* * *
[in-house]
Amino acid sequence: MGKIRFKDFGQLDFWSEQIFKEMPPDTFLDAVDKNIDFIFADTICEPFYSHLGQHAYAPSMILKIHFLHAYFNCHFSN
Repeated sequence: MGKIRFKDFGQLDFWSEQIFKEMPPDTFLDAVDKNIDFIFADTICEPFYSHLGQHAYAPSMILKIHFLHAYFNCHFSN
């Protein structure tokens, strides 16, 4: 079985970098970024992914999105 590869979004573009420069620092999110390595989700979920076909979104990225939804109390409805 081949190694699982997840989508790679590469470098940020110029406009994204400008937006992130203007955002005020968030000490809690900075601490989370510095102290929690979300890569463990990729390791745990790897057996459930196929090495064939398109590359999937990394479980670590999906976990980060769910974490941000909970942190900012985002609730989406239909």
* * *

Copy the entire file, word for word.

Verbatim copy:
[in-house]
Amino acid sequence: MGKIRFKDFGQLDFWSEQIFKEMPPDTFLDAVDKNIDFIFADTICEPFYSHLGQHAYAPSMILKIHFLHAYFNCHFSN
Repeated sequence: MGKIRFKDFGQLDFWSEQIFKEMPPDTFLDAVDKNIDFIFADTICEPFYSHLGQHAYAPSMILKIHFLHAYFNCHFSN
């Protein structure tokens, strides 16, 4: 079985970098970024992914999105 590869979004573009420069620092999110390595989700979920076909979104990225939804109390409805 081949190694699982997840989508790679590469470098940020110029406009994204400008937006992130203007955002005020968030000490809690900075601490989370510095102290929690979300890569463990990729390791745990790897057996459930196929090495064939398109590359999937990394479980670590999906976990980060769910974490941000909970942190900012985002609730989406239909």